Taskila’s enterprise would pay off for him. His private company (he won’t name it or its exact location) now supplies frozen dough to countless bagel shops, including Stanley Drebin’s down in Pikesville.
Like Taskila, Drebin was cast adrift after All American’s demise. Drebin opted to source his dough from Taskila’s company and, in short order, made a name for himself in the Baltimore area, particularly among the Orthodox community, which flocks to his shop on Sunday mornings. I can understand why. On the day I drove to his store, Drebin served me a sliced everything bagel with a thick layer of cream cheese in the middle. The round’s crusty exterior crackled when I bit into it, revealing a slightly sweet crumb that was both warm and chewy. It was a terrific bagel, one of the best I’ve had outside New York, and I told Drebin so.
“I know it’s good,” he shot back, somewhat playfully. “I don’t even have to ask you how good it is. I know it is.”
Drebin’s bravado is not without reason. He has, after all, taken a moribund corporate brand and transformed it into something respectable, even admirable, in his own community. The name “Goldberg’s” may have a checkered past, but in Pikesville, in this part of Maryland, it elicits mostly warm feelings. Drebin has made the name his own.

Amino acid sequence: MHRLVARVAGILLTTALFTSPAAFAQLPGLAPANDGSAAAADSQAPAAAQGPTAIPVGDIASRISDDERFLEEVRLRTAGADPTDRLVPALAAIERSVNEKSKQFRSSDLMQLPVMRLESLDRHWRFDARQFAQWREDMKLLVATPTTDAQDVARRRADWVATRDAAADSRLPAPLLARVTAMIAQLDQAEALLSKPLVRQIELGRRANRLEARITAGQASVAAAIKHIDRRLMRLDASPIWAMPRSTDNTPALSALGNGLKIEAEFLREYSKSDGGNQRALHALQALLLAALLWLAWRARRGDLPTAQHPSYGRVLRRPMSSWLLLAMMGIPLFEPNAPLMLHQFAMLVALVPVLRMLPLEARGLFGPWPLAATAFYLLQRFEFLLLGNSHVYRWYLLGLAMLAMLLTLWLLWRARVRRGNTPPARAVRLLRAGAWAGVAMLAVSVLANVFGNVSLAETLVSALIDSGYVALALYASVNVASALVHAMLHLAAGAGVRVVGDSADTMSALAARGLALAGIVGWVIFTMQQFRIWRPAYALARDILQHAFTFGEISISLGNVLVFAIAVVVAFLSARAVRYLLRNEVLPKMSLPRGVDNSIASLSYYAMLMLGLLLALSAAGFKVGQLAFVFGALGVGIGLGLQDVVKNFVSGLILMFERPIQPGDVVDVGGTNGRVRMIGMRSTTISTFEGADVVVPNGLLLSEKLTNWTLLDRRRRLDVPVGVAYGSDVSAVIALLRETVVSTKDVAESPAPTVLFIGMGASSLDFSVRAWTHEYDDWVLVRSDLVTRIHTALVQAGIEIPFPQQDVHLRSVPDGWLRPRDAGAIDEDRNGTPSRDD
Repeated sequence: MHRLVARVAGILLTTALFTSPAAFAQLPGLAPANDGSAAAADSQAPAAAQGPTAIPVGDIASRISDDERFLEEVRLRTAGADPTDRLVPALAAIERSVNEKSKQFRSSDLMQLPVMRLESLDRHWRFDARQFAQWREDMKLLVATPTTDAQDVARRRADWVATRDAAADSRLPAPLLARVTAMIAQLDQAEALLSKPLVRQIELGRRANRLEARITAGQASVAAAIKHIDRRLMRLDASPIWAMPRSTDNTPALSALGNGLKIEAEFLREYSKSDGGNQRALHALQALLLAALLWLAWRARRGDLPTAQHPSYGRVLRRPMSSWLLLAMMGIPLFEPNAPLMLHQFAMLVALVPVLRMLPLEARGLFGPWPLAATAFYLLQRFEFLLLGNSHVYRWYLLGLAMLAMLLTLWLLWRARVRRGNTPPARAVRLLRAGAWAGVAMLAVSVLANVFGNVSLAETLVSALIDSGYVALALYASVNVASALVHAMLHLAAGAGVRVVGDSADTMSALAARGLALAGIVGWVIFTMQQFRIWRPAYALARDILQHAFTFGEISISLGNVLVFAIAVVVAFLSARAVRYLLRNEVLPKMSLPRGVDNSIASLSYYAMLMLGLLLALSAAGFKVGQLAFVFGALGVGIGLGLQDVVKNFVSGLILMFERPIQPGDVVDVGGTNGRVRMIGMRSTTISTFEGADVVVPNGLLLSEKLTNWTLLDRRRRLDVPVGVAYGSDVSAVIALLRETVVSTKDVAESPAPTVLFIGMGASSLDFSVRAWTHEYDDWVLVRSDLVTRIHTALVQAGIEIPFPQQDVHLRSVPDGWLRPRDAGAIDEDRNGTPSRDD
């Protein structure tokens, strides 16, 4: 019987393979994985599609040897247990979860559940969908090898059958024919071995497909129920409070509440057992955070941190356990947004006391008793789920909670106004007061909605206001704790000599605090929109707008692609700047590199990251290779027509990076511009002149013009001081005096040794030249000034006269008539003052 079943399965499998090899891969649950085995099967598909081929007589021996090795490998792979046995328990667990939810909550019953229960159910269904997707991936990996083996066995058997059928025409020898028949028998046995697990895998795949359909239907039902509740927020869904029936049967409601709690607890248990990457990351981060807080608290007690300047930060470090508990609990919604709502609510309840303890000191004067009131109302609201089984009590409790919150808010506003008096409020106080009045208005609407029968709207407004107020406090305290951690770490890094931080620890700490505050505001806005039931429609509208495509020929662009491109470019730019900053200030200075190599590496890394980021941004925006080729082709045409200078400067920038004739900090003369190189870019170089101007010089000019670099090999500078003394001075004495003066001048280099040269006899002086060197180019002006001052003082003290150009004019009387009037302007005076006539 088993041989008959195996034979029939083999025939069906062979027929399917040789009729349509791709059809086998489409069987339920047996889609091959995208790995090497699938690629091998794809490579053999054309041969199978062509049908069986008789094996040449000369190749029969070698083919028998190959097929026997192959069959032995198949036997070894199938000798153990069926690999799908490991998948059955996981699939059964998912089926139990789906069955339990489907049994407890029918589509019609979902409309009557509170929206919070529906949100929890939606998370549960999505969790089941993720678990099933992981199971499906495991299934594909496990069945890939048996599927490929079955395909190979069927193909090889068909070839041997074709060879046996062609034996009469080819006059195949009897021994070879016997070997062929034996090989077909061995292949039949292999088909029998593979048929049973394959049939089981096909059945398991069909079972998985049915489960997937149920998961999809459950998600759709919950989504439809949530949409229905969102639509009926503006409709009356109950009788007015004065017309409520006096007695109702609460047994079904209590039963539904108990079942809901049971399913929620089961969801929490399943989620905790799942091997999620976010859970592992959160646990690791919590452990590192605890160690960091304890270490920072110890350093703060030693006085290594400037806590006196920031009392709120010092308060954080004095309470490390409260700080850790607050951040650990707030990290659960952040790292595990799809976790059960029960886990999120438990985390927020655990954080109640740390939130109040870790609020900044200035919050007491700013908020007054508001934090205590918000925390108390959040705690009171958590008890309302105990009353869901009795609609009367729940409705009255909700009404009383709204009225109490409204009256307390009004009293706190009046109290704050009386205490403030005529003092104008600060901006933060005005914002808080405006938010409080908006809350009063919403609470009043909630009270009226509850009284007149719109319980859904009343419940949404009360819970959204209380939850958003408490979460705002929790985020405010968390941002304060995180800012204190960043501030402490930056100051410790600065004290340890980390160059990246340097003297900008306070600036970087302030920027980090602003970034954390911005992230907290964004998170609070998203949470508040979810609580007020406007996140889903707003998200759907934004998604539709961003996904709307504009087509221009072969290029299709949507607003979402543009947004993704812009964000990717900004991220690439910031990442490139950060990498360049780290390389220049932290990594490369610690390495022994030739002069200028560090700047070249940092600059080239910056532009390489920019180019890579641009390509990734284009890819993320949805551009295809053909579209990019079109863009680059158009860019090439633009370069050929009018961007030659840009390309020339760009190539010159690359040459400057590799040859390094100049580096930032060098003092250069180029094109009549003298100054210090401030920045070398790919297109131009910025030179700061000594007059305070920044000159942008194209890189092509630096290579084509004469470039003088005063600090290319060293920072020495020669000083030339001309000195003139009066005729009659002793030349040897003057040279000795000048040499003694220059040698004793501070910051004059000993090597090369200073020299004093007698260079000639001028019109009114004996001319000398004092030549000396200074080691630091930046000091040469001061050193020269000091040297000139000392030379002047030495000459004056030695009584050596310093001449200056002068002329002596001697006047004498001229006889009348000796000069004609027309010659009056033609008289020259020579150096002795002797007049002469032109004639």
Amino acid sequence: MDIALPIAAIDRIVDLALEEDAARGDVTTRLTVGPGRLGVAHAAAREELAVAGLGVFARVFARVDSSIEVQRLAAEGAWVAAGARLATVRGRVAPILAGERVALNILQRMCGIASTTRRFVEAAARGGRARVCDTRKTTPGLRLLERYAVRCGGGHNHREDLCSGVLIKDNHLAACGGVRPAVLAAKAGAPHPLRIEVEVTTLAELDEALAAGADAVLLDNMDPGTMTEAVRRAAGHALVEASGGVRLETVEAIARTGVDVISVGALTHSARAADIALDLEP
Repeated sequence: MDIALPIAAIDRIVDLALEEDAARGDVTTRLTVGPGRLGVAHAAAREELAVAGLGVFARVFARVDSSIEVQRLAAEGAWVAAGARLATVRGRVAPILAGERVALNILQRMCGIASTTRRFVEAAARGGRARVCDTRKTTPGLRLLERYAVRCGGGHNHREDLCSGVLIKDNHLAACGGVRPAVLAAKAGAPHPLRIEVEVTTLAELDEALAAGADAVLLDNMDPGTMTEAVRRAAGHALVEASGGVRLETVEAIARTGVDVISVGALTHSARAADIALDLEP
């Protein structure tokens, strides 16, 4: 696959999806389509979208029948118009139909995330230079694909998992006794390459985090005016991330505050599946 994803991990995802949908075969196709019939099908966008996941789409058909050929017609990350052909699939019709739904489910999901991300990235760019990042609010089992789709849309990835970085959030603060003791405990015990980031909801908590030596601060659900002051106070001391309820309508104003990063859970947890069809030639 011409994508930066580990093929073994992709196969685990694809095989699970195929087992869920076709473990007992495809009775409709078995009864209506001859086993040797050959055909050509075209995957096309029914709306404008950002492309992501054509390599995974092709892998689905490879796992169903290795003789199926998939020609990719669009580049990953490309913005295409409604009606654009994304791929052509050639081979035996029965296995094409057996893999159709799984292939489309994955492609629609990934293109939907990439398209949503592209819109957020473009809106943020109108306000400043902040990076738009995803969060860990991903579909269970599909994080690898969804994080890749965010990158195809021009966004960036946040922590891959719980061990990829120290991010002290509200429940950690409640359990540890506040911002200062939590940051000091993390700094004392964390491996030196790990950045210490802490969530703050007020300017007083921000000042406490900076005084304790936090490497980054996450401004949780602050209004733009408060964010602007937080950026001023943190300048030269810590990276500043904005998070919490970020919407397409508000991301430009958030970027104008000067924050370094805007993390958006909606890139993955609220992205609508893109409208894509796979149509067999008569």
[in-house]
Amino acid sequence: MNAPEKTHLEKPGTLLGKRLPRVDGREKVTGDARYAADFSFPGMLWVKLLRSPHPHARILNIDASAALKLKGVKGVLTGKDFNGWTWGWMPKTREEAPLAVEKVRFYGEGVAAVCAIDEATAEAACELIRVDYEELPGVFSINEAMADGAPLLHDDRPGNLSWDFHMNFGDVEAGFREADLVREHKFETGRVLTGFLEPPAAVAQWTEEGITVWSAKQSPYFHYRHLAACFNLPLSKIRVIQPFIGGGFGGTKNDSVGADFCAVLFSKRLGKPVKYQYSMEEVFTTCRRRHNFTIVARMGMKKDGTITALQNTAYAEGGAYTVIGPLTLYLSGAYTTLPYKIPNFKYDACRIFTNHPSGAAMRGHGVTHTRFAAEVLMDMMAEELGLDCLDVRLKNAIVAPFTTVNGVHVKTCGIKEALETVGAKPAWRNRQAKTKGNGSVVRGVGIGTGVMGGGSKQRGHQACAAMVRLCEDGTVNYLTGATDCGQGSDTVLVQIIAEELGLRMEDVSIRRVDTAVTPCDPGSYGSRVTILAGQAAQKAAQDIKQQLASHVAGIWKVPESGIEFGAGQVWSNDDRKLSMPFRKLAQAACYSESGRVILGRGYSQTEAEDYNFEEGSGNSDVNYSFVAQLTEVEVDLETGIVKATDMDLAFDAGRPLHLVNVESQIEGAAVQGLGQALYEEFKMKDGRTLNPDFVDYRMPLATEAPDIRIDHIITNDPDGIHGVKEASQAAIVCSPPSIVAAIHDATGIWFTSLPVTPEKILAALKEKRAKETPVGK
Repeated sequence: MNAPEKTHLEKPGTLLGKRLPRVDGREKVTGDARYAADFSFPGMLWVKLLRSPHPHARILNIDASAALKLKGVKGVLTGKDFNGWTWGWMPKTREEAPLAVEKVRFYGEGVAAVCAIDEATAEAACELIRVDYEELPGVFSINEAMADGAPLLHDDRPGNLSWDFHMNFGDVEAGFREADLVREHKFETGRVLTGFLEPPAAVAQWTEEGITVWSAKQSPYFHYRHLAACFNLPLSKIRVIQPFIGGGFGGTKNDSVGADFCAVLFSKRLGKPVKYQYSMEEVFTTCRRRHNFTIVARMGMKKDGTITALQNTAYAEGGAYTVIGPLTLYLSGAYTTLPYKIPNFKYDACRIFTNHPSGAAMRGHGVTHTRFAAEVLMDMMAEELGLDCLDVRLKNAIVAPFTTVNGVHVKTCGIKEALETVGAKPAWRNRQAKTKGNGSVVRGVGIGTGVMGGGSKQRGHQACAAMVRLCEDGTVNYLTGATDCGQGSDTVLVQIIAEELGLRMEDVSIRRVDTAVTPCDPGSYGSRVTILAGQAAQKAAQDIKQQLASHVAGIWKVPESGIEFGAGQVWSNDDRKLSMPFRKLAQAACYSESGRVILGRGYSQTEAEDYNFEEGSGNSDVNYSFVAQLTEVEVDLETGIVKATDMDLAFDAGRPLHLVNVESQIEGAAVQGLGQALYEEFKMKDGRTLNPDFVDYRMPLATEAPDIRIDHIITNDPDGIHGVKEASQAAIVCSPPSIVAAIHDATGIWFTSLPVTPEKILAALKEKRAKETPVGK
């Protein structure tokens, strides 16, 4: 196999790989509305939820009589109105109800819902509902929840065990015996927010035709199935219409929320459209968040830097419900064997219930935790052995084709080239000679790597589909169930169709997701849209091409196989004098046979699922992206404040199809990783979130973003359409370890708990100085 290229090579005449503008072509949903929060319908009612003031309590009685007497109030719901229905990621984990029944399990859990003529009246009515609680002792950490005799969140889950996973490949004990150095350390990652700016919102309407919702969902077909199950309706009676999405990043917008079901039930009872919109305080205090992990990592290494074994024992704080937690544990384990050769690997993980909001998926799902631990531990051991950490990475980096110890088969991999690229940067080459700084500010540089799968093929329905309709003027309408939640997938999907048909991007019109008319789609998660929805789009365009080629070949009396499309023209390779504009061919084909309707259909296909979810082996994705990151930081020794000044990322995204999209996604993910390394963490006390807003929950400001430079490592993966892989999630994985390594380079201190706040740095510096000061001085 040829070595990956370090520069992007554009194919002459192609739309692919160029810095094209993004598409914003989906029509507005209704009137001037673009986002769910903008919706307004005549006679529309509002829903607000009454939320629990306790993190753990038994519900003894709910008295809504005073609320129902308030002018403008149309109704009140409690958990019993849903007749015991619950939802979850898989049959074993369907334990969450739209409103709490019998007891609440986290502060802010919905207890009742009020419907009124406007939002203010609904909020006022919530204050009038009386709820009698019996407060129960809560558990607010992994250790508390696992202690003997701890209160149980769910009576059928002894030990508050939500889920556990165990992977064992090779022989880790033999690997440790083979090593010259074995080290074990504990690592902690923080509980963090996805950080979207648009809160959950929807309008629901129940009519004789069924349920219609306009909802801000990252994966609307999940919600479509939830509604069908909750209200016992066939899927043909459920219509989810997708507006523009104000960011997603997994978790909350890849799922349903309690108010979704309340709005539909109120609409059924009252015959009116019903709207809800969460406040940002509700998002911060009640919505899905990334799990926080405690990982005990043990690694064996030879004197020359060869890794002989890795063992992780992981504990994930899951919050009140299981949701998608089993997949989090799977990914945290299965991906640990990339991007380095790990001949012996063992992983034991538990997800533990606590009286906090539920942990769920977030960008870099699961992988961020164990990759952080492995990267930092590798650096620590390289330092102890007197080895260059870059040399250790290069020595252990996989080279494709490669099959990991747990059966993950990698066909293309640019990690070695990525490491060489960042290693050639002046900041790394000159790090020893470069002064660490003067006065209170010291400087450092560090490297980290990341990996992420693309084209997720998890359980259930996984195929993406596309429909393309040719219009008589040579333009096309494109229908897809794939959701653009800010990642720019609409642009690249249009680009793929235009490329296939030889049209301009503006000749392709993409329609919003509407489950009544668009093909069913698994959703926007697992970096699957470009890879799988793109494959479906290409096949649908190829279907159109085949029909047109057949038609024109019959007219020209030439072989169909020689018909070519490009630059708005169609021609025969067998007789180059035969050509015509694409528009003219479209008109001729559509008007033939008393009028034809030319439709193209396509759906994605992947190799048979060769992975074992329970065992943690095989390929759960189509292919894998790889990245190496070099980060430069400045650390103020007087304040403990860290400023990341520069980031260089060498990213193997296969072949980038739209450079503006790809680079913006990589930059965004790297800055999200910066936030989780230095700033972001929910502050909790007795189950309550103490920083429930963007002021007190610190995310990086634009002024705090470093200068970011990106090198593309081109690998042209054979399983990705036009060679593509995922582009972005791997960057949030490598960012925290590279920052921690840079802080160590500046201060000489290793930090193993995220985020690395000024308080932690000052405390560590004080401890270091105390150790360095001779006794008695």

The problem, however, is Drebin doesn’t actually own the name in Maryland.
For all his alleged faults as a partner, Dan Keleman seems like a pretty savvy business man. He landed in the D.C. area in 2000 after working as a caterer and butcher in San Jose, Calif. Keleman sought out Drebin shortly after arriving here, with the hopes of opening a kosher bagel shop, but then got cold feet and went into the auto body and painting business instead. After nearly four years of that work, however, Keleman realized it wasn’t personally fulfilling and again sought out Drebin for their long-delayed bagel shop.
These days, Keleman won’t talk about his business relationship with Drebin or address any of his former partner’s allegations. Keleman invokes a Jewish law against slandering someone in a public forum. Instead, Keleman pulls a page from the corporate PR playbook and issues a two-sentence statement—a brief, gracious, and ultimately hollow one. It ends with this: “Mr. Drebin is a successful businessman who contributes generously to the Baltimore Jewish community, and I wish him all the best.”
Keleman’s magnanimous attitude may be rooted in religion, but it could also stem from a secret power play against his old partner: On Sept. 8, 2009, Keleman officially registered “Goldberg’s New York Bagels” with the state of Maryland. Drebin had apparently neglected to renew the business name when it expired. Because of Drebin’s lapse, though, Keleman is now the only one who can legally operate under “Goldberg’s New York Bagels” in the state; he says he has no intention of forcing Drebin to change his business name.
When I break the bad news to Drebin over the phone, the bagel man goes silent. I wait a beat or two for his response. Finally he says: “OK, then I screwed up, I guess.”